2. Citizen
    February 15, 2017, 12:43 pm

    Trump looks at Bibi and says, “I hope he will hold off a little on the settlements.” Trump says he “can live with either 1 or 2-state solution,” whatever the two parties want. “We’re looking at Jerusalem embassy very carefully.”

    Bibi: “Two prerequisites of peace: Recognition as Jewish state &insure security for Israel. Palestinians must recognize the Jewish state, stop teaching their children to call for our destruction and they deny our connection to the land. Jews are called “Jews” because they come from Judea like Chinese are called so as they come from China. We are not colonists.
    Recommends enlisting Arab states in the peace process.

    Trump: “We have some in mind that in then past would never recognize Israel or aid the peace process. Israel will have to show some flexibility, show they really want to make a deal. We are going to play with a bigger canvas than was done in the past, to make the deal. Palestinians have to get rid of the tremendous hate they are taught as children. And they have to acknowledge Israel, a great, important country. ”

    Bibi: “Trump has pointed out Iranian ballistic missiles; those missiles have writing on them saying Israel must be destroyed. Make HeZbullah pay for its actions. We and the Arab states can roll back Iranian threat. ”

    Trump: (Re questioning sharp rise in anti-semitism in US attendant his election): “We have very divided nation. So many friends, a daughter, son in law, 3 beautiful Jewish kids; U will see a lot of love.”

    Bibi: Settlements don’t drive the conflict, not the core of it. Recognition of Israel, and Israel’s strong control of the entire area for security guarantee are the two prerequisites for peace. Now he’s talking about how long he’s known Jared Kushner & family, and he knows Trump very well too.” (Camera pans to Jared, sitting up front, who smile.)

  3. Citizen
    February 15, 2017, 12:49 pm

    Remarks from Outnumbered panel: Lot of love in the room, he wants Israel to slow down on settlements. Bibi said when they talk about two states, as Bibi said, are they talking about another Costa Rica, or another Iran next to Israel? Didn’t know Trump had a relation with the Kushners. (McCain’s daughter LOL–if true ,shows how she knows nothing, yet she whips of hasbara rhetoric constantly, as the whole panel does). More after the commercial break…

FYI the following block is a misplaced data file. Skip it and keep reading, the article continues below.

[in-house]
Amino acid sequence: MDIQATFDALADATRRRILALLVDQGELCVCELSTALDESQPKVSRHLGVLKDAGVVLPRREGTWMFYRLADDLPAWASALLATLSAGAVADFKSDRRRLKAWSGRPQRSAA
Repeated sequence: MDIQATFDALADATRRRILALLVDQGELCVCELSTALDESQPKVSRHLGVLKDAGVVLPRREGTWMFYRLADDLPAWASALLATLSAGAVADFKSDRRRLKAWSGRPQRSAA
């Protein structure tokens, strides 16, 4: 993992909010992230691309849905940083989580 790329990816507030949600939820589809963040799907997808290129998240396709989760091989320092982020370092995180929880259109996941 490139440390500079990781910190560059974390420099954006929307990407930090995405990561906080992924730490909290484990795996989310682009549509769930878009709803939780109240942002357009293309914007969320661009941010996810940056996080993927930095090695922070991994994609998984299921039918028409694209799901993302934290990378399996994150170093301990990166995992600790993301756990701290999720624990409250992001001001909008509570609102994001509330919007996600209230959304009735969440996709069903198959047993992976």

4. Citizen
    February 15, 2017, 1:00 pm

    Outnumbered panel: Liberal media wants to impugn the Trump Administration by blaring out “the 2-state solution is dead,” but Trump-Bibi down-played such, as Bibi called it, labeling that says nothing at all.

  5. Citizen
    February 15, 2017, 1:04 pm

    Fox News followup show: POTUS not necessarily seeking a two state solution, or a one-state solution; he’s seeking peace, i.e., the solution both party’s like. Bibi said he wants to deal with substance, not labels.

  6. Citizen
    February 15, 2017, 1:09 pm

    More: Yakoff Katz, Jerusalem Post: US & Israel on same page re Iran. OTOH, Trump told Bibi he wants him to be flexible, and not just keep doing settlements. They agree Egypt, SA, Jordan, some of the small oil Arab states will be brought in because Palestinians won’t do a direct negotiation with only Israel, want to use indirect involvement from international community. Israel wants to keep the Golan Heights, and want US to stop weapons transfers to enemies of Israel

  7. eljay
    February 15, 2017, 1:34 pm

    Trump says peace deal will ultimately be up to Israelis, Palestinians

    … “The United States will encourage a peace [deal] and really a great peace deal,” Trump said. “We will be working on it very, very diligently. But it is the parties themselves who must directly negotiate such an agreement.”

    The Israelis are going to have to “show some flexibility” and “hold back on settlements for a little bit,” said Trump, adding he believes Israeli officials “really want to make a deal.” He said the Palestinians will have to acknowledge Israel.

    “There’s no way a deal can be made if they’re not ready to acknowledge a very, very great and important country. And I also believe that we’ll have other players at a very high level, and it might make it easier on the Palestinians and Israel to get something done,” Trump said. …

    When asked about continued U.S. support for a two-state solution instead of one state, Trump said, “I like the one that both parties like. I can live with either one.” …

    It seems fitting that Trump’s “ultimate deal” involves the summary execution of justice, accountability and equality in I-P.

  8. bryan
    February 15, 2017, 1:54 pm

    “Proponents of the bill celebrated the continuation of settlement and the expanding of Israeli sovereignty over the West; opponents mourned the legalizing of seizure of Palestinian land that further clarifies the death of a Palestinian land and of the possibility of a peace deal.”

    Israeli sovereignty over the West goes far beyond those feeble assertions about the influence of a lobby. Has Netanyahu really grabbed May, Merkel and Trump, as well as the lands to the east of Israel’s borders?